After a long 15 miles, we finally stopped at The Drovers Inn, Inverarnan, a time capsule of Highland history that spans back to hosting the area’s cattle drovers in the 1700s. (If only I could have ridden a cow to Crianlarich.) It took a strong dram of whisky at The Drovers for me to get going again for our final 6 miles of the day.
I was ready to sleep as soon as we arrived in the evening to the lovely B&B, but Jack and Bobby wanted to head to a pub in town for a late bite to eat, so we hobbled over to the Crianlarich Hotel for pizza and pints of cold beer. I’m glad I joined; a traditional Scottish duo was playing live music. We sank into worn leather and ordered spirits for our nightly tasting: Each evening, we took turns picking three whiskys to share and taste. This time, our selection included Lagavulin 16, and the peat-smoke seemed to rock me to bed before we had even left the bar.
On the morning of day four, our friends Liz and Angus surprised us at breakfast, all set to walk with us for the day, 14 miles to Bridge of Orchy. (Locals sometimes walk the Way in segmented days like this.) After full bellies of sausage, baked beans, black pudding and tattie scones, we headed onward, over the bridge at Kirkton that crosses the River Fillan — and through a wood-fence whisky stop, and a stone wall gin and tonic station of pre-mixed cans, all provided by the picnic-savvy Liz and Angus, who also pulled out a whole sleeve of Green & Black’s mini chocolates to share. Jack’s parents, Dave and Sheila, and their golden retriever, Bracken, met us on the trail as we came upon Bridge of Orchy.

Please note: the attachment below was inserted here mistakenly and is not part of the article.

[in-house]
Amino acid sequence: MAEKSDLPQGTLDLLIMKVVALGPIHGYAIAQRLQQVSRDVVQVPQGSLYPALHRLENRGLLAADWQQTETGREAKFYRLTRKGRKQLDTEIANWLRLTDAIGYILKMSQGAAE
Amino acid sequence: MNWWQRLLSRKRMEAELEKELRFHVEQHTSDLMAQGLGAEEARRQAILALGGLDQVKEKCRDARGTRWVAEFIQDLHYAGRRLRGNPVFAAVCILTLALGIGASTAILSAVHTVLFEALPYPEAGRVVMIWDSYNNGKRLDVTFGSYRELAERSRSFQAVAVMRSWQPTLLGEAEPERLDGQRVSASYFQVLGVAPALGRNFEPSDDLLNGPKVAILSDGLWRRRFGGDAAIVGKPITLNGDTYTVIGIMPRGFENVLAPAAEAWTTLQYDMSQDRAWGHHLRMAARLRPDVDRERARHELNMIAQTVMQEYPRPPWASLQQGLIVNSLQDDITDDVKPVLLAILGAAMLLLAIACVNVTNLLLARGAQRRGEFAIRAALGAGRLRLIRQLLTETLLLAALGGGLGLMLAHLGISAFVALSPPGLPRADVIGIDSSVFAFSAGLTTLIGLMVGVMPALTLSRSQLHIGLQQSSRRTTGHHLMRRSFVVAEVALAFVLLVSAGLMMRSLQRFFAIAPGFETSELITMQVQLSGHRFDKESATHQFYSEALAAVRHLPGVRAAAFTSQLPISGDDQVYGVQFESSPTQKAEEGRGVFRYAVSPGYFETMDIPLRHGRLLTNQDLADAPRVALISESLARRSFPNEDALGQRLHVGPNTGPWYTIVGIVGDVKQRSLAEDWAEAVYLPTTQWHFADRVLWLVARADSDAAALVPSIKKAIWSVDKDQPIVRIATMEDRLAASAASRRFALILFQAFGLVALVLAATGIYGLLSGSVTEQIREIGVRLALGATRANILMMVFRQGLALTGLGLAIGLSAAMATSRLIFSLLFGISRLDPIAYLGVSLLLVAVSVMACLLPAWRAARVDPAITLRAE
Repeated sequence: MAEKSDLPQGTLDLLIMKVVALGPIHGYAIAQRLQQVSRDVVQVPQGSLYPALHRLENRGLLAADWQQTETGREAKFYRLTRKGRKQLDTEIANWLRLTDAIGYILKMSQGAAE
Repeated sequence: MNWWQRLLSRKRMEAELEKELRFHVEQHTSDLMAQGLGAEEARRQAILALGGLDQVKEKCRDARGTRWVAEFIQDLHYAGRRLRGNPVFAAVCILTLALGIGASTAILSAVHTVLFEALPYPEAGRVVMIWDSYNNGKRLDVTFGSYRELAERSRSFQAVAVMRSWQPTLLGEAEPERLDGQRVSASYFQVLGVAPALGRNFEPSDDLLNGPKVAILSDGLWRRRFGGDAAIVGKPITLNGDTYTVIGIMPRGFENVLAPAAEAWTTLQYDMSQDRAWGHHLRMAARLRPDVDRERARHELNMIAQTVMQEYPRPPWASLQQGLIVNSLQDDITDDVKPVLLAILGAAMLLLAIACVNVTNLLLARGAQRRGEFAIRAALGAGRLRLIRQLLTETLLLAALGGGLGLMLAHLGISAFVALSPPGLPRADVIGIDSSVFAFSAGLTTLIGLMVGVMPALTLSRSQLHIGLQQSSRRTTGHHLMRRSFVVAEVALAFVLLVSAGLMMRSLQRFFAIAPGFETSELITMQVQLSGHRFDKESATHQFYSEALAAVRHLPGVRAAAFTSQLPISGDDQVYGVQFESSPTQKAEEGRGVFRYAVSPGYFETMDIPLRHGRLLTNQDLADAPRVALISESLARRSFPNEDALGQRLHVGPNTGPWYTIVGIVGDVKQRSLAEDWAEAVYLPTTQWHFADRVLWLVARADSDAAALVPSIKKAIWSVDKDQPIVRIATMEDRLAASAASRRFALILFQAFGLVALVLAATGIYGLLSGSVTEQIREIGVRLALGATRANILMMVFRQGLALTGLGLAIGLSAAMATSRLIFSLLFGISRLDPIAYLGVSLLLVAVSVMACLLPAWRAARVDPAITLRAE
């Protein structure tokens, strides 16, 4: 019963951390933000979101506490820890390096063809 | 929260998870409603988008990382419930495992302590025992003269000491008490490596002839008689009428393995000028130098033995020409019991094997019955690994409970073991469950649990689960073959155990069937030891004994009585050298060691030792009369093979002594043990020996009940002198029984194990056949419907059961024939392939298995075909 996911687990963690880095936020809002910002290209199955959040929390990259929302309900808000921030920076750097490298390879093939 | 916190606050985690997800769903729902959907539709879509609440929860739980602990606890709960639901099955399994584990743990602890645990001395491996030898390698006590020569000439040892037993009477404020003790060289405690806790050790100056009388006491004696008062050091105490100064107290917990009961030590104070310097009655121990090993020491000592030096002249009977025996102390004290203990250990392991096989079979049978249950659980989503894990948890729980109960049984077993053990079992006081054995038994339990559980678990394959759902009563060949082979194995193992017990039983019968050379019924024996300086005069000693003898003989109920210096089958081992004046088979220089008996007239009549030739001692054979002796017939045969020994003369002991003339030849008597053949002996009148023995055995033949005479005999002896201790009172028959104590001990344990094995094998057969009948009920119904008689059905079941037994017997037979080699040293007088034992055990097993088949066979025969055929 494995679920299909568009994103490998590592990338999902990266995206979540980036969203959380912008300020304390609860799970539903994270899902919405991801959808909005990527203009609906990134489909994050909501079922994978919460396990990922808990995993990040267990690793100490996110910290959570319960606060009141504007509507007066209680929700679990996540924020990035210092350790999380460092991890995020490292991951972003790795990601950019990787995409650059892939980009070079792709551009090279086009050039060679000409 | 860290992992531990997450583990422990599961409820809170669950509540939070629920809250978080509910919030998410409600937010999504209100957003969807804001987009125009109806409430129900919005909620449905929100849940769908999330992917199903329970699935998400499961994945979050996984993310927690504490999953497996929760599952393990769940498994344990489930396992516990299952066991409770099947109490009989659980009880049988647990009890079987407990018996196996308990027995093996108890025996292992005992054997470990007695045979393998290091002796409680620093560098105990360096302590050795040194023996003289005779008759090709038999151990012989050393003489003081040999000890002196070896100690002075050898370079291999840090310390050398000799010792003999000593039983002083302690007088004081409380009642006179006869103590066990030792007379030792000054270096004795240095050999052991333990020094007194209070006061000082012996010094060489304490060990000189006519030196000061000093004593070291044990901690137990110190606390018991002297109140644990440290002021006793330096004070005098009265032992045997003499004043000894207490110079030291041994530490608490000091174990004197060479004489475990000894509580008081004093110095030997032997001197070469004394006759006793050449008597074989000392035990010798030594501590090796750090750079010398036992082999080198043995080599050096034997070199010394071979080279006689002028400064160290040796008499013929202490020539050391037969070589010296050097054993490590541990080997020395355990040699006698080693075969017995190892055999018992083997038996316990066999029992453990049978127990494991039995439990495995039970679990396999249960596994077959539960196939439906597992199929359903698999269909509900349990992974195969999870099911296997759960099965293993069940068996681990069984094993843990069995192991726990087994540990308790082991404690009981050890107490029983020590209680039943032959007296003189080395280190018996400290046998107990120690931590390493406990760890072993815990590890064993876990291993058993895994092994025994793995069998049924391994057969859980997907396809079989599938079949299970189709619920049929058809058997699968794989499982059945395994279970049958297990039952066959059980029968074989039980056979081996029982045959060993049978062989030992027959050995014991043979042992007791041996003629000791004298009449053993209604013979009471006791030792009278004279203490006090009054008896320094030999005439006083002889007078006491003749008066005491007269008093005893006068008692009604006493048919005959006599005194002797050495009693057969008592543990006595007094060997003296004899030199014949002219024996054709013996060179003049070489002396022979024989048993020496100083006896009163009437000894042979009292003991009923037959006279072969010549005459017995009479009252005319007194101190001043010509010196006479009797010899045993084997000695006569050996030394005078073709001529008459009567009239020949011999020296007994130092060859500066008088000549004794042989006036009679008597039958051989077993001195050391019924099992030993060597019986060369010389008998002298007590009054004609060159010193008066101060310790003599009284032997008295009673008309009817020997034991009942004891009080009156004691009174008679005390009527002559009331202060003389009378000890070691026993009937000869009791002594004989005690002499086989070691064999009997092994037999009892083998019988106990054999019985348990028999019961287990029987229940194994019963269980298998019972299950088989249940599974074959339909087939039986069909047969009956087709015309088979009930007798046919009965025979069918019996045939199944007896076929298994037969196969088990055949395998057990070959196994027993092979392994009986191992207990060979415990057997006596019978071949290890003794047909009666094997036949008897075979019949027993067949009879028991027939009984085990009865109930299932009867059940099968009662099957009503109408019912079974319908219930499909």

Dinner was a big party that night, with the whole Scottish crew and a pair of Americans, and once again, after a round of Caol Ila single malt, I was away and dreaming before my head even hit my pillow.
Bridge of Orchy to Kinlochleven was another hefty stretch at 20½ miles, but day five meant we were well over half way, and the final leg was near. Much of the morning was on the Rannoch Moor, an expanse of about 50 square miles of beautifully wild, starkly desolate moorland, followed by a much-needed lunch stop at Kingshouse, then back on, to steep switchbacks that took us up and over the daunting climb of the Devil’s Staircase. It’s the highest point of the Way, with views of the Glencoe mountains we knew we had fully earned.
By the time we descended mile after mile into Kinlochleven, everything was sore. But a cozy night in the cabins behind Macdonald Hotel set us on the right track for our last day on the Way.
We woke up to rain on our final day, a 15-mile trek to Fort William. At one point we huddled for a snack in stone ruins near the high point of Lairig Mor. Even in the drizzle, all seemed bright on this last part of our journey. Jack’s girlfriend, Eilidh, joined us for this grand finale, and though so many of those miles were memorable, I don’t think any of us will forget the rainbow that greeted the last mile of our walk.
Kim Fuller is a freelance writer based in Vail. She is owner and editor in chief of CO YOGA + Life Magazine. Read more at kimfullerink.com.